LAKEWOOD, Washington — Natural disasters, underdeveloped policies, and more recently, the COVID-19 pandemic, has exacerbated poverty in Bangladesh. The country is struggling to achieve sustainable growth, despite having reduced poverty since 1973. The United Nations Development Program (UNDP) in Bangladesh and Building Resources Across Communities (BRAC) have banded together to support Bangladesh in its goals toward sustainable development and poverty reduction, and to graduate Bangladesh from Least Developed Country (LDC) status by 2026. However, the two organizations have made notable efforts on their own to support Bangladesh, providing optimism to Bangladesh citizens. Here is how the UNDP and BRAC union are helping reduce poverty in Bangladesh.
About UNDP’s Work in Bangladesh
Since 1972, UNDP has maintained extensive records of country growth and progress and has partnered with people of varying levels in society to build up nations similar to Bangladesh. Three of the main goals UNDP has for underdeveloped countries are eliminating poverty, building accurate structural transformations and building resilience as a protection against any further shocks or crises.
For UNDP, the pandemic and other shocks have made poverty and inequality in Bangladesh all the more prominent. While developmental challenges continue to hurt Bangladesh, the UNDP has made efforts in improving the quality of life for Bangladesh citizens. The organization has helped the country through “supporting climate change adaptation and mitigation, environmental and disaster risk management, access to justice, e-service delivery, accelerating digitization and social protection.”
The results of the efforts have shown considerable numbers in improvement. The UNDP reports that in part of their help, per capita income in Bangladesh has seen an increase from $754 to $1,909. Food production has also tripled from 1973 to 2019 and 2009 to 2019. In turn, this success has lowered Bangladesh’s poverty from 35% to 20% during the same time period.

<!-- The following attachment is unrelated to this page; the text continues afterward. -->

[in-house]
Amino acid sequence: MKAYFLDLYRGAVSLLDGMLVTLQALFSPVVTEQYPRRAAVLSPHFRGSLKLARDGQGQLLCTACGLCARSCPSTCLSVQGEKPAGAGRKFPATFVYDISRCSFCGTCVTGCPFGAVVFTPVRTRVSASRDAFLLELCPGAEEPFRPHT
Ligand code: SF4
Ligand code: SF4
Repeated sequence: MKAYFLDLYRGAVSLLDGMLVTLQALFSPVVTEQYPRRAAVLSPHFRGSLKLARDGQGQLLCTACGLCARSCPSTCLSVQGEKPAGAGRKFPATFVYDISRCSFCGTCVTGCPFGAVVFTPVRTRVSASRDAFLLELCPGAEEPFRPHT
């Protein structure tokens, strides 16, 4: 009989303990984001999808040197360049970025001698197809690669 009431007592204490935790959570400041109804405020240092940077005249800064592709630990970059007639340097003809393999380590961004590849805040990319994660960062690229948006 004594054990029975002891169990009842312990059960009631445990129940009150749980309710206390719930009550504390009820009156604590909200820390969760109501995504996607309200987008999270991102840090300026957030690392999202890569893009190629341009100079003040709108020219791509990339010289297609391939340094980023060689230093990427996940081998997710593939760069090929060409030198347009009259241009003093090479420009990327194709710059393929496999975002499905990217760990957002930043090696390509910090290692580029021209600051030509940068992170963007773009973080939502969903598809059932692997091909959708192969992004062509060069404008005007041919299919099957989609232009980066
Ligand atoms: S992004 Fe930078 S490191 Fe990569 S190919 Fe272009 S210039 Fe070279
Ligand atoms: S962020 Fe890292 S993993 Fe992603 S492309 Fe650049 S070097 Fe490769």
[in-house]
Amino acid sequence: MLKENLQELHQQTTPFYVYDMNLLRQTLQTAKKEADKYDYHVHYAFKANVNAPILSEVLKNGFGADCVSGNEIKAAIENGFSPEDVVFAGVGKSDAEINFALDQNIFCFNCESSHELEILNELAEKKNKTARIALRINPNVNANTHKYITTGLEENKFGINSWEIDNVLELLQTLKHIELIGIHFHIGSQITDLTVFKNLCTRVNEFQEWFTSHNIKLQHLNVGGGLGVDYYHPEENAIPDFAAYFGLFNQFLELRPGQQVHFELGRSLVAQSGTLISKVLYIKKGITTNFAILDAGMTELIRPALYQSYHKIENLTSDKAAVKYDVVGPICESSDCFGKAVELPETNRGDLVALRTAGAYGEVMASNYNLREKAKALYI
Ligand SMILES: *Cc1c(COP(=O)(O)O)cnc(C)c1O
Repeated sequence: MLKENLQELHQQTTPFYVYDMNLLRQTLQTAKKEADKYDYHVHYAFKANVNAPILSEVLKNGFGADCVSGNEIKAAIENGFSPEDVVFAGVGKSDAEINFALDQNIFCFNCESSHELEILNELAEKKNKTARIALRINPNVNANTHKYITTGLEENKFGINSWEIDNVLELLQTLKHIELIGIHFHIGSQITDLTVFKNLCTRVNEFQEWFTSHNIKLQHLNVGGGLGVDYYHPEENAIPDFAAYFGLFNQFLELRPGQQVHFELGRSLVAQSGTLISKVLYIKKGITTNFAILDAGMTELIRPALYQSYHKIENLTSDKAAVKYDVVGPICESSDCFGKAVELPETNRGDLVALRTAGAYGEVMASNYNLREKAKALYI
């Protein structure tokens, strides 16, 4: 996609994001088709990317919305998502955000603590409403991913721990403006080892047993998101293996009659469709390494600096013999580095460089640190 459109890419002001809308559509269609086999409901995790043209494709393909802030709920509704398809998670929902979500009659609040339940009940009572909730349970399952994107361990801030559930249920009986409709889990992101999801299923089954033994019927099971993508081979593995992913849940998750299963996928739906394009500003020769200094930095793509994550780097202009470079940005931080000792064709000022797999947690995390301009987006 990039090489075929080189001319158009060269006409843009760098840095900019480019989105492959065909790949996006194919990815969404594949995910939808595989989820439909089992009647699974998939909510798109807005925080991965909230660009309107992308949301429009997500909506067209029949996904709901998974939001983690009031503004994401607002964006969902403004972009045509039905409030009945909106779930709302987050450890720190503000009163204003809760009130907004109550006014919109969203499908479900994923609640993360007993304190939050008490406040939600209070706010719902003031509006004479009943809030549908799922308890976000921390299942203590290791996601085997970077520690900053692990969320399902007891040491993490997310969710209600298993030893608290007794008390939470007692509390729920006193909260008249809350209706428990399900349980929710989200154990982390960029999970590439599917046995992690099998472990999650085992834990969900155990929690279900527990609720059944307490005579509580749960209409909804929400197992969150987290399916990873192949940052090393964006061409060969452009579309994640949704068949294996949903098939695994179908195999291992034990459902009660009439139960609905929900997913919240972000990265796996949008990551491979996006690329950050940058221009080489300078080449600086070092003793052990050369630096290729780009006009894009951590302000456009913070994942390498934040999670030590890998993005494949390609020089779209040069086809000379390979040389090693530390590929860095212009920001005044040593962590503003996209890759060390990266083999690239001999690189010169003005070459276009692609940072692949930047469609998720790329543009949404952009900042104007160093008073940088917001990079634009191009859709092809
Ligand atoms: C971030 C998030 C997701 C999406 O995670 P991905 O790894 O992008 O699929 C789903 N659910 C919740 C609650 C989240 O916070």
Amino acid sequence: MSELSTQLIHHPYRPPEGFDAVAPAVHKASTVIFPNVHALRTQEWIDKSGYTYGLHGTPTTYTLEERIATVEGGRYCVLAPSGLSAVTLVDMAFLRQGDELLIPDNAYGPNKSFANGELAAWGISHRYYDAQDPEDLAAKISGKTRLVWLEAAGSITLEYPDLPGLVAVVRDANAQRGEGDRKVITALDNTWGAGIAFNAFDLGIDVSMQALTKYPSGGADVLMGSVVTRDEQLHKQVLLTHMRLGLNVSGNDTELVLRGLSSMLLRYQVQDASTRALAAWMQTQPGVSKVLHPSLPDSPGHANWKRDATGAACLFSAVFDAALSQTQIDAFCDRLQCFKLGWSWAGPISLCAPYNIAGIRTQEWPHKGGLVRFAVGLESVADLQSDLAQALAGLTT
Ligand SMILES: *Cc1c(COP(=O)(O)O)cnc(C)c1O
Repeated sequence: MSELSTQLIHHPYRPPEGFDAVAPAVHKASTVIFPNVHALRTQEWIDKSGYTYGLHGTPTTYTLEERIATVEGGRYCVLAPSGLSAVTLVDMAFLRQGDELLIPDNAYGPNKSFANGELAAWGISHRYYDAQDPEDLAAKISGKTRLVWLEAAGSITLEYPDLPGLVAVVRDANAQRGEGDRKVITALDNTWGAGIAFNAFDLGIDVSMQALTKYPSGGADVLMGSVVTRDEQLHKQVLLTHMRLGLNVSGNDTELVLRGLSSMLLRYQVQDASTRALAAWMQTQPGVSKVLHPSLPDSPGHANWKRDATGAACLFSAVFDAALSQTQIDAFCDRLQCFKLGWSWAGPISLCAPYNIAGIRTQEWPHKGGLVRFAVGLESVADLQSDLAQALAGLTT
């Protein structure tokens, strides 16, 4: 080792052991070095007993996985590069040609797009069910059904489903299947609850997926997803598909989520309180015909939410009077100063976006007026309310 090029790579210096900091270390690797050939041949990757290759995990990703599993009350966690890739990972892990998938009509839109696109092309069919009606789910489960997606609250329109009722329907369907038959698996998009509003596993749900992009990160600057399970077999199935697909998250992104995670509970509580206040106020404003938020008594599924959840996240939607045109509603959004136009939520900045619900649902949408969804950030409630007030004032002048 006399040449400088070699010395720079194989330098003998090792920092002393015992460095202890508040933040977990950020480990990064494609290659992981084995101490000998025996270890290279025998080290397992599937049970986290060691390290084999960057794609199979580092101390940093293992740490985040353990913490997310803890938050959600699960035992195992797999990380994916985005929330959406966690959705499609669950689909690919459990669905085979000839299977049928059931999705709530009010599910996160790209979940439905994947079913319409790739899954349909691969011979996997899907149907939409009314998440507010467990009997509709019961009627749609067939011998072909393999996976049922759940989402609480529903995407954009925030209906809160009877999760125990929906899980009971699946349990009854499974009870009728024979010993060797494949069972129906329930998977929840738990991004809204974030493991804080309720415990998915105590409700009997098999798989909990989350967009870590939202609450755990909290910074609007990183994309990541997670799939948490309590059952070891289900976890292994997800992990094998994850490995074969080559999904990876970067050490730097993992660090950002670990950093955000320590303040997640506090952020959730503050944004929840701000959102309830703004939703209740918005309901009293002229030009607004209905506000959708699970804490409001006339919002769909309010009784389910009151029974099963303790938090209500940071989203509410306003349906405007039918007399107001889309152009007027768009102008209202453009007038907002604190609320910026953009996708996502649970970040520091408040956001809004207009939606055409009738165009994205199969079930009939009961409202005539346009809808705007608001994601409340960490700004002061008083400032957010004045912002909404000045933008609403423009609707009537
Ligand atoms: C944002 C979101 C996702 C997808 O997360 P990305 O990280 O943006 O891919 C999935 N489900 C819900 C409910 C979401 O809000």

The organization wishes more for the country. The UNDP and BRAC union may help Bangladesh considerably reduce poverty rates and bring the country one step closer to the United Nations Sustainable Development Goals (SDGs) by 2030.
About BRAC’s Work in Bangladesh
Similarly, BRAC has made improvements to the lives of Bangladesh citizens where growing anticipation can only come to the recent UNDP and BRAC union. The non-governmental organization utilizes innovation, impact and governance in projects against Bangladesh poverty and with BRAC assistance, Bangladesh has seen an improvement in the numbers.
In BRAC’s 2020 Annual Report of Bangladesh, 101,396 households in the country graduated from extreme poverty. The number of those living in Bangladesh urban slums who received low-cost housing, infrastructure development, livelihood support and access to clean water and hygiene was 608,813. In response to COVID-19, 1.8 million living in the urban slums received food and cash assistance along with hygienic support and awareness against COVID-19. BRAC has used its partnerships with groups such as the Australian and U.K. governments to assist Bangladesh.
The UNDP and BRAC Union
On February 20, 2022, Bangladesh UNDP representative Sudipto Mukerjee and BRAC Executive Director Asif Saleh met to sign a Memorandum of Understanding (MoU), a legal document explaining a bilateral agreement between parties. They signed the Memorandum with the intent of working together to strengthen poverty elimination efforts in Bangladesh to encourage the country’s growth.
In line with the United Nations Sustainable Development Goals, Executive Director Asif Saleh stated that the UNDP and BRAC union could help “achieve poverty eradication and sustainable livelihoods for people living in extreme poverty by 2030.”
The two organizations are hopeful about the union. With the organizations both sharing successful histories with previous partnerships in poverty elimination and human development, Bangladesh may see more improvements in poverty reduction and growth in 2022.
– Michelanie Allcock